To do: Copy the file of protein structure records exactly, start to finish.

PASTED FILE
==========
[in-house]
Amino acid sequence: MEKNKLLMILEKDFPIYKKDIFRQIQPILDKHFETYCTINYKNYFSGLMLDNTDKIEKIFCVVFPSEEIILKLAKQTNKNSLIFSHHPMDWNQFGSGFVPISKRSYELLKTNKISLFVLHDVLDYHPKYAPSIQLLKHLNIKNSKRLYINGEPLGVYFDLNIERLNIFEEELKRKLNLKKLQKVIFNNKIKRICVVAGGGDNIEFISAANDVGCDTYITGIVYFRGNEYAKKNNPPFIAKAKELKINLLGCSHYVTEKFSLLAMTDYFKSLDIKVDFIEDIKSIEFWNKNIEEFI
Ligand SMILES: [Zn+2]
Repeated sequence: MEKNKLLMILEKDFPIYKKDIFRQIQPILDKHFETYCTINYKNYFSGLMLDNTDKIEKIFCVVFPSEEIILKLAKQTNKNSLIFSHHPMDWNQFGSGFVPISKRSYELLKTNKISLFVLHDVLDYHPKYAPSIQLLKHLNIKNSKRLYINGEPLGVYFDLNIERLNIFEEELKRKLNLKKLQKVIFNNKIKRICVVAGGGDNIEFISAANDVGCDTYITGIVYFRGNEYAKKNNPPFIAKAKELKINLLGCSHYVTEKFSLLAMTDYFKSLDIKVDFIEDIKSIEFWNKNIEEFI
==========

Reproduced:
[in-house]
Amino acid sequence: MEKNKLLMILEKDFPIYKKDIFRQIQPILDKHFETYCTINYKNYFSGLMLDNTDKIEKIFCVVFPSEEIILKLAKQTNKNSLIFSHHPMDWNQFGSGFVPISKRSYELLKTNKISLFVLHDVLDYHPKYAPSIQLLKHLNIKNSKRLYINGEPLGVYFDLNIERLNIFEEELKRKLNLKKLQKVIFNNKIKRICVVAGGGDNIEFISAANDVGCDTYITGIVYFRGNEYAKKNNPPFIAKAKELKINLLGCSHYVTEKFSLLAMTDYFKSLDIKVDFIEDIKSIEFWNKNIEEFI
Ligand SMILES: [Zn+2]
Repeated sequence: MEKNKLLMILEKDFPIYKKDIFRQIQPILDKHFETYCTINYKNYFSGLMLDNTDKIEKIFCVVFPSEEIILKLAKQTNKNSLIFSHHPMDWNQFGSGFVPISKRSYELLKTNKISLFVLHDVLDYHPKYAPSIQLLKHLNIKNSKRLYINGEPLGVYFDLNIERLNIFEEELKRKLNLKKLQKVIFNNKIKRICVVAGGGDNIEFISAANDVGCDTYITGIVYFRGNEYAKKNNPPFIAKAKELKINLLGCSHYVTEKFSLLAMTDYFKSLDIKVDFIEDIKSIEFWNKNIEEFI